ensure that its policies and procedures are amended to include measures to
            address these issues.

            In consideration of points brought forward by the subrecipient during the exit
            conference we have removed recommendation 1G.

Comment 6   The OIG acknowledges the subrecipient is attempting to provide the necessary
            documentation to support salaries and wages charged to the HOME program.
            However, as stated in the report and in subsequent discussions, budget
            estimates do not comply with OMB Circular A-87 requirements, which state
            that time worked must be supported by personnel activity reports. Budget
            estimates are unallowable for time worked charged to federal awards. The
            estimates used by the City also lack accuracy, as they do not include all
            personnel who work on the HOME program. Only actual time records
            evidencing hours worked along with supporting salary and wage computations
            will comply with OMB Circular A-87 requirements.

Comment 7   We disagree with the subrecipient‟s response. The HOME program
            participant referenced in our report did not remain in the assisted property for
            a minimum of 15 years as required for HOME assistance over $40,000 (see 24
            CFR 92.254 (a) (4)). The agreement for the homebuyer did not clearly
            specify which option, resale or recapture, would be exercised in the event the
            participant did not remain in the property for the required time period.
            Further, the conclusions and recommendations of past reviews, whether from
            HUD or another entity, do not pertain to conclusions and recommendations
            obtained during our review, as the basis, scope, and approach of our audits
            vary significantly from HUD reviews. Our audit report does state the
            subrecipient‟s performance recently improved with respect to its income



                                           43
              verification process for participants. However, this statement does not apply
              to other areas reviewed and does not negate the fact that the assisted property
              did not fulfill the affordability requirement of 24 CFR 92.254(a) (4).


Comment 8     The $193,420 was used to fund loans for two participants whose incomes
              exceeded the 80 percent HOME income limit. Therefore, the funds must be
              repaid, as they were used for ineligible HOME activities. The participants
              were qualified using a higher moderate income limit of 120 percent. The
              subrecipient‟s response states that HOME funds were used due to incorrect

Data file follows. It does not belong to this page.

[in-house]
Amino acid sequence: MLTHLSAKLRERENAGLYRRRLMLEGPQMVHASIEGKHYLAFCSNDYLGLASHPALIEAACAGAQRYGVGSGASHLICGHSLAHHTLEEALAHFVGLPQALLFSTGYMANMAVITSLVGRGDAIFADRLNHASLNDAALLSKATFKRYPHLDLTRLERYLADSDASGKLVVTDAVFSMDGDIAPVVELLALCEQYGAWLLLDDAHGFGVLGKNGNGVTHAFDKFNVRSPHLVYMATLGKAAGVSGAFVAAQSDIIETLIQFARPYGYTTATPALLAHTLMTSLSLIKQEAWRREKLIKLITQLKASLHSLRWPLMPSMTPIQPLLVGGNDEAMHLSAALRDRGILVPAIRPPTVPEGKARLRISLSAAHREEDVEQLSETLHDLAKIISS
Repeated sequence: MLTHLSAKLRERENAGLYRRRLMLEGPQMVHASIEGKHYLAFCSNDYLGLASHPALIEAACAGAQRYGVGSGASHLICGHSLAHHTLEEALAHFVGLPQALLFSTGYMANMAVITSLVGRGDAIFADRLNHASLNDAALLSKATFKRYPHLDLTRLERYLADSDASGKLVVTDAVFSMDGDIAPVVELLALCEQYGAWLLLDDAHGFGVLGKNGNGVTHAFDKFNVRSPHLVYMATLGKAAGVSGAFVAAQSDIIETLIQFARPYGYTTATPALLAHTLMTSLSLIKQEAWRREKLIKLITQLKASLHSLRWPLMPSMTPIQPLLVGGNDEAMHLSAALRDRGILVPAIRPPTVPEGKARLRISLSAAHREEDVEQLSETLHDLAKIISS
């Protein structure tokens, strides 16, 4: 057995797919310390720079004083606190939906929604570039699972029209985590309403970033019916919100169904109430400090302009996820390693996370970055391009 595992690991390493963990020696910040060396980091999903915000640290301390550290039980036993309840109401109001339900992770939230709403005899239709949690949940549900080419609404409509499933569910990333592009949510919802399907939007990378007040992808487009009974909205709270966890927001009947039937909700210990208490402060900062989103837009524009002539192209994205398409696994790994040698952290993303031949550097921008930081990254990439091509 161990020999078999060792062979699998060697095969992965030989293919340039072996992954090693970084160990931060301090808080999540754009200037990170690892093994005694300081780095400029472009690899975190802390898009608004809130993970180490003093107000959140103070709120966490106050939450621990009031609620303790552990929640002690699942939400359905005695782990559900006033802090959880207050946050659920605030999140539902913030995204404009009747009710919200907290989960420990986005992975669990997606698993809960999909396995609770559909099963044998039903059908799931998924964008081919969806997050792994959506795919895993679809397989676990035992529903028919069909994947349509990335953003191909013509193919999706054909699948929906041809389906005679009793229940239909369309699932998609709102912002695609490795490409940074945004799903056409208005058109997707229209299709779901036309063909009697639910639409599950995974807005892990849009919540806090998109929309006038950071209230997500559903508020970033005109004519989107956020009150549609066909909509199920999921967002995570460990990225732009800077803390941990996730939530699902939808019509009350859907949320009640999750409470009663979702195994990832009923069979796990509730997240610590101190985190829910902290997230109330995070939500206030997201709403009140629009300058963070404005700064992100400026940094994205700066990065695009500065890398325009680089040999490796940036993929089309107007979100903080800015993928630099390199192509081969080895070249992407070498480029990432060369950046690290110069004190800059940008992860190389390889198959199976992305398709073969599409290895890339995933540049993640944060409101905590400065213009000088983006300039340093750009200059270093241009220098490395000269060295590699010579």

coding of the transaction. However, inter-office correspondence found in
              each of the files states that the applicants were qualified using 120 percent
              income limits and that HOME funds should be used to fund the respective
              loans.

Comment 9     The $100,000 that was used to assist the foreclosed property should be repaid
              because the property did not meet HUD‟s affordability requirement. HOME
              regulations at 24 CFR 92.254(a)(4) state that HOME-assisted housing must
              meet affordability requirements for at least 15 years if assistance exceeded
              $40,000. 24 CFR 92.503(b)(1) states “any HOME funds invested in housing
              that does not meet the affordability requirements for the period specified in
              92.252 or 92.254, as applicable, must be repaid by the participating
              jurisdiction in accordance with paragraph (b)(3) of this section.”

              The subrecipient‟s response indicates the funds should not have to be repaid
              due to the net proceeds limitation available under the recapture option. The
              criteria states “that the amount of HOME funds subject to recapture should be
              based on the amount of net proceeds (if any) from the foreclosure sale” and
              that “in the event of foreclosure sale where net proceeds are zero, the HOME
              subsidy cannot be recovered.” There are several problems with the
              subrecipient‟s use of the criteria. First, the agreement between the
              homebuyers and the subrecipient did not specify which of the two options,
              resale or recapture, would be used should the homebuyers fail to occupy the
              property throughout the required affordability period. The agreement
              contained language pertaining to both resale and recapture options. Second,
              the City‟s 2006-2007 Action Plan, which covered the time period of the loan,
              references resale restrictions, not recapture. Third, if the recapture option
              applied, the only way that the City would be limited to net proceeds (if any) is
              if it had specifically stated this in the agreement with the homebuyers (see
              HOMEfires, Volume 5, No. 2, June 2003, “Homebuyer Housing with a
              Recapture Agreement”). However, since the homebuyer agreement did not
              clearly specify a method of recovery, including a limitation to net proceeds,